Is Diabetes Causing Your Yellow Toenails and Foot Fungus?

If you want to know why your toenails are yellow, we discuss possible causes in this article.

Yellow toenails can be associated with diabetes in some cases, which is why it’s important to stay on top of foot care and diabetes management.

We’ll explain some of the reasons diabetes can cause yellow toenails, explore other possible causes of yellow nails, and how to treat yellow toenails and get rid of foot fungus.

Why can diabetes turn your toenails yellow?

High blood sugar

Having diabetes puts you at greater risk of infections because of higher blood sugar levels. 

When your blood sugar levels are higher than they should be, it can impact your immune system and increase your susceptibility to illness and infection.

Chronic high blood sugar can also negatively impact healing by reducing circulation and can cause infections to last much longer compared to people without diabetes.

Toenail fungus (onychomycosis)

One of the main reasons for yellow toenails is a fungal infection. The medical term for nail fungus is onychomycosis.

Diabetes is considered one of the main predisposing factors for developing onychomycosis, impacting around 30% of people with diabetes.

Other signs of a fungal infection besides yellowing of your nails include:

  • Thickened nails
  • Discolored nails (including yellowing)
  • Brittle, crumbly, or ragged nails
  • Misshapen nails
  • Toenails that have separated from the nail bed
  • A foul smell coming from your toenails

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Other causes of yellow nails

There are other potential causes of yellow nails besides having diabetes, such as:

Yellow Nail Syndrome

This condition is much rarer than yellow nails from diabetes, with fewer than 400 cases documented. 

Yellow Nail Syndrome not only impacts your nails but your lungs and limbs as well.

As well as causing yellowing of your nails, Yellow Nail Syndrome can cause your nails to fall off completely. 

It’s unclear what causes this condition, but it’s thought to be linked to poor circulation, lymphatic drainage issues, and fluid buildup around your lungs.

People at higher risk of developing Yellow Nail Syndrome include those with autoimmune disorders, cancer, and thyroid disease.

Kidney disease

Another possible cause of yellow nails is kidney disease. If your kidneys aren’t filtering your blood well enough, a buildup of nitrogen waste can cause your nails to turn yellow.

Having diabetes increases your risk of kidney disease. 

Your healthcare provider will routinely check your kidney function if you have diabetes to ensure your kidney health hasn’t been negatively impacted. 

If your kidney function is healthy, you can likely rule out kidney problems as the cause of your yellow nails.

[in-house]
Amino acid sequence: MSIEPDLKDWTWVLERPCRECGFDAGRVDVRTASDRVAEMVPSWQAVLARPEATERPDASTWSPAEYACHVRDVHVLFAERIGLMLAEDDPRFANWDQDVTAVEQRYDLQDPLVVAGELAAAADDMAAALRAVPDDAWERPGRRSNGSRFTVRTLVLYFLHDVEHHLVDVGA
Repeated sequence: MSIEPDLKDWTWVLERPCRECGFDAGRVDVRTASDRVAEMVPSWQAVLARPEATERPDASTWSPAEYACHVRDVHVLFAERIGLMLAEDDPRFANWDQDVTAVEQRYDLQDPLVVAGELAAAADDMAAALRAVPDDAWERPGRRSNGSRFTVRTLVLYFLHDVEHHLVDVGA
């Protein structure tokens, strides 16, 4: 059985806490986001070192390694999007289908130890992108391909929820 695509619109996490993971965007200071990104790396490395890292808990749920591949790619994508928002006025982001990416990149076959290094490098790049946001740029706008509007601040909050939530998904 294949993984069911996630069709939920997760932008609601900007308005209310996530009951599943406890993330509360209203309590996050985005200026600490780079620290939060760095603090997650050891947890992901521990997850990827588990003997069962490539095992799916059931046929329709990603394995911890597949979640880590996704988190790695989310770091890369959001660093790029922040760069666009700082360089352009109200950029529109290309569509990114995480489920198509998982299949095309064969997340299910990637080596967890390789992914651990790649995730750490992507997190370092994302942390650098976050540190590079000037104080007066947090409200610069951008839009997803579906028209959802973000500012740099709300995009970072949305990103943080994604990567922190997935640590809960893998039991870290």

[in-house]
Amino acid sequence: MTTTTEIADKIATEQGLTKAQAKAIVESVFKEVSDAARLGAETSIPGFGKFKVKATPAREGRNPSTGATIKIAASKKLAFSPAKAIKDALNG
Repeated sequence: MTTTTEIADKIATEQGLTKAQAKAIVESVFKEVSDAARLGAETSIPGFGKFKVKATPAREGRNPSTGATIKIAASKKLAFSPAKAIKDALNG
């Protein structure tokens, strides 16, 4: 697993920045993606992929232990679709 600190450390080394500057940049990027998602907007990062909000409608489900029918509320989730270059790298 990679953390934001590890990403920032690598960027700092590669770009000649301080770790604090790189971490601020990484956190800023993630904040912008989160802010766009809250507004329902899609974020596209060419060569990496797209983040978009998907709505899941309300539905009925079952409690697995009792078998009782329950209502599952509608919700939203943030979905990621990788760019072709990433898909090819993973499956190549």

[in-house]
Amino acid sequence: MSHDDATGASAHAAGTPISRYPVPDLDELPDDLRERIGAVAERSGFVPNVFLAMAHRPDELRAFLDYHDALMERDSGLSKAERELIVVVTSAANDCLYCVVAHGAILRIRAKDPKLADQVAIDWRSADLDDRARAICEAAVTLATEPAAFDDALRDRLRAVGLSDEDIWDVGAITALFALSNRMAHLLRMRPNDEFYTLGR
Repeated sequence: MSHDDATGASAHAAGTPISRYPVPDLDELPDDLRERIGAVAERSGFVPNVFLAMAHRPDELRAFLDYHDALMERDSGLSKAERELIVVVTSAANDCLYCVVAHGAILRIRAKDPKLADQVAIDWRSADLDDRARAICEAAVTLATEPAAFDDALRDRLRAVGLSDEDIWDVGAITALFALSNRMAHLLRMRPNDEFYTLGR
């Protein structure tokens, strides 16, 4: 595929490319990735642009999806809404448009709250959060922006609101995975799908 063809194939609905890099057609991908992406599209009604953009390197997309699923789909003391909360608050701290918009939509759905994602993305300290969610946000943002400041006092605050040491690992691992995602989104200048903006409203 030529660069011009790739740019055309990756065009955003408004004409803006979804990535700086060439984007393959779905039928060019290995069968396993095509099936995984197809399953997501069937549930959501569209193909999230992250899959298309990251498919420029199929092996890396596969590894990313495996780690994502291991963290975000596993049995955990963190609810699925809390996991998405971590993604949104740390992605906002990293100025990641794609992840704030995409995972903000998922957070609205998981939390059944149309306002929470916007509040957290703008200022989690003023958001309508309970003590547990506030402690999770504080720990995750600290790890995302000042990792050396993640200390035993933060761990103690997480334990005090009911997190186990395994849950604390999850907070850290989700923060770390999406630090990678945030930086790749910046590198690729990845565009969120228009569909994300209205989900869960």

Use of certain medications

Some medications have been associated with yellow nails. If you’re taking a prescription medication, ask your healthcare provider or pharmacist if yellowing nails is a common side effect.

Thyroid problems

Having an overactive thyroid (hyperthyroidism) can cause yellowing of your nails due to onychomycosis, the same condition that impacts many people with diabetes.

Vitamin deficiencies

Deficiencies in vitamins like vitamin E might cause yellow nails. 

If you suspect you have a nutrient deficiency, ask your healthcare provider about blood tests for an accurate diagnosis.

Possible complications from yellow nails

Having your toenails turning yellow isn’t only a cosmetic issue that might cause embarrassment. 

Permanent nail scars and damaage

If you have onychomycosis, it can be an indicator of poorly controlled diabetes (high blood sugar levels). Untreated onychomycosis can cause permanent scarring and damage to your nail beds.

Risk of diabetic foot ulcers

If you have a fungal infection in your nails from high blood sugar levels, you might also be at greater risk of diabetic foot ulcers. 


Chronic high blood sugar levels can cause nerve damage (diabetic neuropathy) and poor circulation, which leads to reduced sensation and feeling in your feet. 

That means that you can develop a wound that you don’t feel (due to nerve damage), leading to more severe wounds and even amputations from poorly healing wounds.

If you have yellow nails, be sure you’re practicing proper diabetes foot care (more on that later) to make sure you’re not missing any wounds or foot abnormalities that can become more serious if left untreated.

Risk of spreading to your skin

Finally, a fungal nail infection can spread to your skin, causing more issues, which is another risk of having yellow nails.

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How to fix yellow toenails and foot fungus


If yellow nails are from onychomycosis, the yellow nail treatment is an oral medication called terbinafine. 

This medication should be used for 12 weeks for infected toenails.